Battlestations: Pacific Review
Eidos' "Battlestations: Pacific," the sequel to "Battlestations: Midway,"
continues the series' portrayal of World War II naval warfare. The action can
take place in the air, on the seas, or underwater, and much like a real-time
strategy game you will have control over many units at one time. Where
Battlestations excels is allowing you to pilot one unit for nearly-simulation
style gameplay. However, this does not mean the union of RTS and simulation
gameplay is perfect.
Pacific is a huge game, spanning almost 20 hours of a campaign for both the Japanese and American war efforts, in addition to multiplayer and a robust set of game types that can be played solo. And make sure your system is beefy enough to play the game without low frame rates and poor graphics – minimum requirements don't mean as much as they once did. While it would be nice to say that the game sports a hefty amount of story and presentation elements worth watching, the truth is the cutscenes and voice-over work is at worst laughable and at best tolerable. We can applaud the devs for attempting to inject some heart and emotions into what is essentially another "double-you, double-you, eye, eye" game, but no one is here for the stories or deep character development – though the Japanese story could interest some.
Most of the game, and what could be your preferred unit type, takes place in an aircraft. There are ample ways in which to fly around and target enemy units. Turning and other maneuvers are made slightly difficult with the sensitivity of a mouse, and the fact that there are no "on a dime" turns; it is a simulation game more than arcade. Dogfights are made possible thanks to the option to always switch to a fresh unit after dying, or while a unit is resupplying. Without this feature the game would still work but would be even more sluggish and brutal.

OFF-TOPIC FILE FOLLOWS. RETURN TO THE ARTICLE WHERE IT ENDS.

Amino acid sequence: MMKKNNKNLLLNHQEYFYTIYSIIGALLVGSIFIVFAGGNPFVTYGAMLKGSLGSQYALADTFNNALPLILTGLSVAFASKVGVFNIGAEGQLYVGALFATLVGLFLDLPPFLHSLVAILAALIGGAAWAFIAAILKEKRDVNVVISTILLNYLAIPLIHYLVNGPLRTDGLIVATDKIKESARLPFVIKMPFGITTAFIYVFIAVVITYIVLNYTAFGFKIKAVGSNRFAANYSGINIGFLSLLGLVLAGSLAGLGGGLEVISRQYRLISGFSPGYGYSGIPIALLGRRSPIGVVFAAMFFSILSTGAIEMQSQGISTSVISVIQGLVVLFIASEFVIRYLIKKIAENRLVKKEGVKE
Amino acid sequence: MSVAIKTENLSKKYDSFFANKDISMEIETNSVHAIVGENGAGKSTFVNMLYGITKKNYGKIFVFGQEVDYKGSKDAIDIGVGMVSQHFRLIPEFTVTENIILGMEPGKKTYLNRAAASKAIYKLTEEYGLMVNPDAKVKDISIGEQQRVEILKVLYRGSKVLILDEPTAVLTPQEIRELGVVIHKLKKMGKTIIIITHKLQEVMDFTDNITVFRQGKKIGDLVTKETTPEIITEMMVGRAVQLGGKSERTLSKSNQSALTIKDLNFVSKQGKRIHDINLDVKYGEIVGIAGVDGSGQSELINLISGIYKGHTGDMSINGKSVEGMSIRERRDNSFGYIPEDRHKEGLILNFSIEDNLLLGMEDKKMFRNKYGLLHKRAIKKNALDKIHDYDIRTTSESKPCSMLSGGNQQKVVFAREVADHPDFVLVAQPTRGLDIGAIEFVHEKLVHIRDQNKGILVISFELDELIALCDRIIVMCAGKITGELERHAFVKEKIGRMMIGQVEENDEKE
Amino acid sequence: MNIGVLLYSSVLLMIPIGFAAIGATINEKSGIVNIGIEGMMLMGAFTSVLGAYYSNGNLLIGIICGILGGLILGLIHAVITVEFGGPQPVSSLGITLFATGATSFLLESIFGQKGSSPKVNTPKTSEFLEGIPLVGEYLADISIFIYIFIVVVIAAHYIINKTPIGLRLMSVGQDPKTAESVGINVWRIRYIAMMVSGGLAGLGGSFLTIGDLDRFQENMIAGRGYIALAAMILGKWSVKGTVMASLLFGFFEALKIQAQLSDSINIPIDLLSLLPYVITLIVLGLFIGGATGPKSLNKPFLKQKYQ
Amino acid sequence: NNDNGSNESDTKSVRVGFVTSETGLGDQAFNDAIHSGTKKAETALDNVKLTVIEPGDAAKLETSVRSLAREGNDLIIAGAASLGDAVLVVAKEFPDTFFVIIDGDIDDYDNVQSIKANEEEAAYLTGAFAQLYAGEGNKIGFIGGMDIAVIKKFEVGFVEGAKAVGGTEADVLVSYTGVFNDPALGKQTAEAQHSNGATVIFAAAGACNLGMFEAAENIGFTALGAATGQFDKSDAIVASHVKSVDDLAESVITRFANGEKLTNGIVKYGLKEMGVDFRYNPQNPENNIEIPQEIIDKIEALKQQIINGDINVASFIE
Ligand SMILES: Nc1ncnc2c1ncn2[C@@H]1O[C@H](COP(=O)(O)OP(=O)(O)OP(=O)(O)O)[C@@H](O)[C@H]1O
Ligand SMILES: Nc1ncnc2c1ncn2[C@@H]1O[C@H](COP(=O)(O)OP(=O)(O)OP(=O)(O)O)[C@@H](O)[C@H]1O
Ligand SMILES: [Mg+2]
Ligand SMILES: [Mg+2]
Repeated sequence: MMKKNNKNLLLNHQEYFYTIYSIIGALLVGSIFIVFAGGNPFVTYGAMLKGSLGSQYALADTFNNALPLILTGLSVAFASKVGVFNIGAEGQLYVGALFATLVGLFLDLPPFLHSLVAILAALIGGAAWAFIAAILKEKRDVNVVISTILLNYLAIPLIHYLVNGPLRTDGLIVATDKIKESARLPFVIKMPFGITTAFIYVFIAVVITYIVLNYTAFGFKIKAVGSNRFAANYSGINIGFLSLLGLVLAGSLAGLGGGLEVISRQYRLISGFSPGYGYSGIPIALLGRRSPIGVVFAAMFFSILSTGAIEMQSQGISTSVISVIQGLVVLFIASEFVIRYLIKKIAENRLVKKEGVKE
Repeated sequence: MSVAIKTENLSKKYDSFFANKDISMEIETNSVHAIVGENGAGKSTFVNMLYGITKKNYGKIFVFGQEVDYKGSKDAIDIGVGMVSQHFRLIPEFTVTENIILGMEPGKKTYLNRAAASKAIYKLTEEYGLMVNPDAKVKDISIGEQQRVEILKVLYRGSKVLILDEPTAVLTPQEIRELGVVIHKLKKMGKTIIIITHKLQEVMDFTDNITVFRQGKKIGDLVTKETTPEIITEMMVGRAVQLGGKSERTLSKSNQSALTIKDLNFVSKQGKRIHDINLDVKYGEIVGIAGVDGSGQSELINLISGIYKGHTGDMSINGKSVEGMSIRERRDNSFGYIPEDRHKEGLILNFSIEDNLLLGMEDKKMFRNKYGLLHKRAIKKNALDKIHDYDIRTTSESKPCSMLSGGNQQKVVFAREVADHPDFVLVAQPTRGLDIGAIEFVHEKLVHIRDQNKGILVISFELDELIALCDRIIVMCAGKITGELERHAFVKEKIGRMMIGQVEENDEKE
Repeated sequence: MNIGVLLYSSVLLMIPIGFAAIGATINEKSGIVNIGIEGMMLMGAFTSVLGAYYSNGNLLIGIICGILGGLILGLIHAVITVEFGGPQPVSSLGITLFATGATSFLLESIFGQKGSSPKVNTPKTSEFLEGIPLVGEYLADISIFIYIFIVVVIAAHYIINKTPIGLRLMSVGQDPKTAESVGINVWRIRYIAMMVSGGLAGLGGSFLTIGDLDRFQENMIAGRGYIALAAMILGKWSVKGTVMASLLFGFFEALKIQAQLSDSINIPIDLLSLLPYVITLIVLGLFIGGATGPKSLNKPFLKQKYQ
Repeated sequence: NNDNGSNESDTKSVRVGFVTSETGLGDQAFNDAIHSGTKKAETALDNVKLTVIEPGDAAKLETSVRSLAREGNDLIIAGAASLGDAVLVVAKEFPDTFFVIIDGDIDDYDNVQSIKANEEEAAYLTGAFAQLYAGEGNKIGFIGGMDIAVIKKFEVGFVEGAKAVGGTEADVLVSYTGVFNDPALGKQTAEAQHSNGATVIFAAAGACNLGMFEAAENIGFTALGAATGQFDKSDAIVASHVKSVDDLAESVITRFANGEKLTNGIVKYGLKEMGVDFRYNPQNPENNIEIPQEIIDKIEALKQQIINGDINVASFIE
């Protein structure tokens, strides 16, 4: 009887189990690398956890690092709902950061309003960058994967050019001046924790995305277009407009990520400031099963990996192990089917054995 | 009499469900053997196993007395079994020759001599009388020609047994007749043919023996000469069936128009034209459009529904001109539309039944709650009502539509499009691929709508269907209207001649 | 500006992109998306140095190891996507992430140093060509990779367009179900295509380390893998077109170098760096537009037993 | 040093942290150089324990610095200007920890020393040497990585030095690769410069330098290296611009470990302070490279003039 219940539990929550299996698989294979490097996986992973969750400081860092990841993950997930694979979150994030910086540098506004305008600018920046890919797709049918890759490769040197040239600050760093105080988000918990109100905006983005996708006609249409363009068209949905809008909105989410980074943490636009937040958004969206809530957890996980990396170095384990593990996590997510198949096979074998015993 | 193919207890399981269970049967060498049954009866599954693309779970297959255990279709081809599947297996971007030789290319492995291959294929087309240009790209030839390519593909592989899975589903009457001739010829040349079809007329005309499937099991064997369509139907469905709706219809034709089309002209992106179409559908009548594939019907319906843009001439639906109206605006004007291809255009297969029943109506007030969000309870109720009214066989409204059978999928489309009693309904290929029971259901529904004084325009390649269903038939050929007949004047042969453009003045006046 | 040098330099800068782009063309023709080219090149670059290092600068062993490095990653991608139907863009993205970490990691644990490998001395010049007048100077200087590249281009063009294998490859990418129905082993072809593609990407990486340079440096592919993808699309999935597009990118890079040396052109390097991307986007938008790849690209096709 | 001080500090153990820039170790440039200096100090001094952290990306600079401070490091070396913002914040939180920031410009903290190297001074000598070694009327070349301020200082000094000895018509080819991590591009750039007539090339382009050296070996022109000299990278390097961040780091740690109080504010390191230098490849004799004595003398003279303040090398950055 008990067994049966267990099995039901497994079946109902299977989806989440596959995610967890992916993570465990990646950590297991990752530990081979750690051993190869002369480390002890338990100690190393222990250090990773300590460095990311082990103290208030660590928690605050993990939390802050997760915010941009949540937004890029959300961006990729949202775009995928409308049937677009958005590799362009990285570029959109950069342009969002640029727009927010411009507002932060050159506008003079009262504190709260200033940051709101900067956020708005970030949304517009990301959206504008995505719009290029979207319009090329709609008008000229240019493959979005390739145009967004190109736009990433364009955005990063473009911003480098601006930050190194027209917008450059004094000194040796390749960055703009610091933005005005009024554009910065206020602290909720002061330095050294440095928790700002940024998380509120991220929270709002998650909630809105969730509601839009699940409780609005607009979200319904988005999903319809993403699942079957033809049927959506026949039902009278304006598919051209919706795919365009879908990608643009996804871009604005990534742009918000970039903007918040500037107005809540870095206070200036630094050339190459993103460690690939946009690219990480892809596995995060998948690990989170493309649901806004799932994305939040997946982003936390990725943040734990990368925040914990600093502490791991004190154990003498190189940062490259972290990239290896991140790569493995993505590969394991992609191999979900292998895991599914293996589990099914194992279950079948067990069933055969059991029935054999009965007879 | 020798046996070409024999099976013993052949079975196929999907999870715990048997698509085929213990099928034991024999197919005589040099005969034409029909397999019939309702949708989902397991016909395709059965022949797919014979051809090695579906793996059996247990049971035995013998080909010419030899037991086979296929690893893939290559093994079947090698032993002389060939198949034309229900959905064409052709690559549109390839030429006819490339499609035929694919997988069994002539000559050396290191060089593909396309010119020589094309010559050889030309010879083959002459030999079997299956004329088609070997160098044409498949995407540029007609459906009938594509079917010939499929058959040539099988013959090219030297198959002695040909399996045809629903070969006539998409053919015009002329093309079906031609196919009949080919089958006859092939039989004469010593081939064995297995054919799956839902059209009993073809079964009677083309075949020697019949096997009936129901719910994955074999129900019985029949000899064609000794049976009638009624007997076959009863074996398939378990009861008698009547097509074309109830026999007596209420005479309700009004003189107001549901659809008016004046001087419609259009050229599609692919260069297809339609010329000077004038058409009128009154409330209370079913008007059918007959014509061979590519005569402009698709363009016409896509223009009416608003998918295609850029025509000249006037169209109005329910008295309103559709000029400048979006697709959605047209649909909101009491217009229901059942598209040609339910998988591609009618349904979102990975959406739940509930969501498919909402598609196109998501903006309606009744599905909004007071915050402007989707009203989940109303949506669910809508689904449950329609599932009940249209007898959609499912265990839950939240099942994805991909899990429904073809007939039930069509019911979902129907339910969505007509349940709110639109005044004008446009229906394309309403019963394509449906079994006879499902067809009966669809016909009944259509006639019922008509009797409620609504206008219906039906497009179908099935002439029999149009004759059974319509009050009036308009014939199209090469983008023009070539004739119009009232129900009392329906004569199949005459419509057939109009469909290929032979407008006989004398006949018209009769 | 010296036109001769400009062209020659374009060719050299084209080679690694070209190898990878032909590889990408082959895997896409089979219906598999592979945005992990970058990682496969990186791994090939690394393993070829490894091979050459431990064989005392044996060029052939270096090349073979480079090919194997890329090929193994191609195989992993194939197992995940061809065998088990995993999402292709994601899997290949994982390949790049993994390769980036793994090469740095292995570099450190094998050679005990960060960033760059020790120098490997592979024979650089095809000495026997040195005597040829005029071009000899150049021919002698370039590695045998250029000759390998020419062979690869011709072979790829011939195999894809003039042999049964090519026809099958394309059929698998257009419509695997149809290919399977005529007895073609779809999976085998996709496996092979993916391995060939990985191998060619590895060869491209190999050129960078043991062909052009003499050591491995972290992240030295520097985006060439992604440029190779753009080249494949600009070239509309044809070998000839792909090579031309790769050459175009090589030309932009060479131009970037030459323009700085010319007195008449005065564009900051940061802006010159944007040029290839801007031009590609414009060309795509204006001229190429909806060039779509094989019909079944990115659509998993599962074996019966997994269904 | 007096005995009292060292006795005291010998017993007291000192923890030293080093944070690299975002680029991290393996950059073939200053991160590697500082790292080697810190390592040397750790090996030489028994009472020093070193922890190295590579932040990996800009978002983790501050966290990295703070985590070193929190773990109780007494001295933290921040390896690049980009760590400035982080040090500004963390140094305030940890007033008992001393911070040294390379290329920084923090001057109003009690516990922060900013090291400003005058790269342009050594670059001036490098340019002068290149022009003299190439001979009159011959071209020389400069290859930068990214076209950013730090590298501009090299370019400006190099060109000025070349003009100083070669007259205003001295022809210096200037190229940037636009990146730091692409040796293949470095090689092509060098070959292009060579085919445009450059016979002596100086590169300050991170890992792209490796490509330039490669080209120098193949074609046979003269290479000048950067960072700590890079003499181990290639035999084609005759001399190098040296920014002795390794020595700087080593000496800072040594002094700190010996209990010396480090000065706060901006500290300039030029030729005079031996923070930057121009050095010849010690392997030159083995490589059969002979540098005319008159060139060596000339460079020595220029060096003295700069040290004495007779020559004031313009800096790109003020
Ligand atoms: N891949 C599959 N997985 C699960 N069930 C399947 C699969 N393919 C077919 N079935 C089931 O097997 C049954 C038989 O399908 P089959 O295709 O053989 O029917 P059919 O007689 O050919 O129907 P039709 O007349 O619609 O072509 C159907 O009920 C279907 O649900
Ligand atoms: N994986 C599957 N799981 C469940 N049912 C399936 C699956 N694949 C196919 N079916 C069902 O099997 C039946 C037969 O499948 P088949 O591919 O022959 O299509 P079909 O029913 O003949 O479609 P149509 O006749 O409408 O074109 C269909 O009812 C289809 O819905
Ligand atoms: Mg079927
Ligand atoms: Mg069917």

But where parts of the flying missions bog, such as turning or covering miles to intercept incoming fighters only to get shot down for flying right into them, the battleship and submarine portions slow the game down even more. The payoff, of course, is that you can finally say "I sunk your battleship" a few times. Your sea vessels are more versatile than planes in that you can repair them and use more weapon types, as well as change depths that introduce more options for submarines. Being in or on the water is not a punishing style of gameplay, they are exactly as fun as you think they would be.